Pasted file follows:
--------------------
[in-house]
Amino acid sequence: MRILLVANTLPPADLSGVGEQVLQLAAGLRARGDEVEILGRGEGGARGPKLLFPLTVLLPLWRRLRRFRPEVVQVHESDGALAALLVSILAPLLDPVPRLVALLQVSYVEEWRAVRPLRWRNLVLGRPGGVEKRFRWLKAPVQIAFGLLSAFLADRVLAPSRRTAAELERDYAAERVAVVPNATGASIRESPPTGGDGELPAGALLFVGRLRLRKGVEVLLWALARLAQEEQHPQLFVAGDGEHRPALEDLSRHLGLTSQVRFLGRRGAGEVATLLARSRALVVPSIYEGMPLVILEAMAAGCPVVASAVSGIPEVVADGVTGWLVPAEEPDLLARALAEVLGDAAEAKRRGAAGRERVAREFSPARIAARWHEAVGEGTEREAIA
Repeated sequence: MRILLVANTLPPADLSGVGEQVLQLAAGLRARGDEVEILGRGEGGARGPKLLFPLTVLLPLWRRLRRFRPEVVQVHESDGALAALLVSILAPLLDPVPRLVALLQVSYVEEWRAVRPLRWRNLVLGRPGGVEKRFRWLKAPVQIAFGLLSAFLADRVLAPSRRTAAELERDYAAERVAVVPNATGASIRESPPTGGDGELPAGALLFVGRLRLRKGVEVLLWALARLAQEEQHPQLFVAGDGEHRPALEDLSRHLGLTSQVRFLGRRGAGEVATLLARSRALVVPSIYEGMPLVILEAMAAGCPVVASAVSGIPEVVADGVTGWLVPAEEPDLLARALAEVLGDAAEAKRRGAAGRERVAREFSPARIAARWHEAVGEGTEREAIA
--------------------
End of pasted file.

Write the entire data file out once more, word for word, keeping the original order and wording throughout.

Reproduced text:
[in-house]
Amino acid sequence: MRILLVANTLPPADLSGVGEQVLQLAAGLRARGDEVEILGRGEGGARGPKLLFPLTVLLPLWRRLRRFRPEVVQVHESDGALAALLVSILAPLLDPVPRLVALLQVSYVEEWRAVRPLRWRNLVLGRPGGVEKRFRWLKAPVQIAFGLLSAFLADRVLAPSRRTAAELERDYAAERVAVVPNATGASIRESPPTGGDGELPAGALLFVGRLRLRKGVEVLLWALARLAQEEQHPQLFVAGDGEHRPALEDLSRHLGLTSQVRFLGRRGAGEVATLLARSRALVVPSIYEGMPLVILEAMAAGCPVVASAVSGIPEVVADGVTGWLVPAEEPDLLARALAEVLGDAAEAKRRGAAGRERVAREFSPARIAARWHEAVGEGTEREAIA
Repeated sequence: MRILLVANTLPPADLSGVGEQVLQLAAGLRARGDEVEILGRGEGGARGPKLLFPLTVLLPLWRRLRRFRPEVVQVHESDGALAALLVSILAPLLDPVPRLVALLQVSYVEEWRAVRPLRWRNLVLGRPGGVEKRFRWLKAPVQIAFGLLSAFLADRVLAPSRRTAAELERDYAAERVAVVPNATGASIRESPPTGGDGELPAGALLFVGRLRLRKGVEVLLWALARLAQEEQHPQLFVAGDGEHRPALEDLSRHLGLTSQVRFLGRRGAGEVATLLARSRALVVPSIYEGMPLVILEAMAAGCPVVASAVSGIPEVVADGVTGWLVPAEEPDLLARALAEVLGDAAEAKRRGAAGRERVAREFSPARIAARWHEAVGEGTEREAIA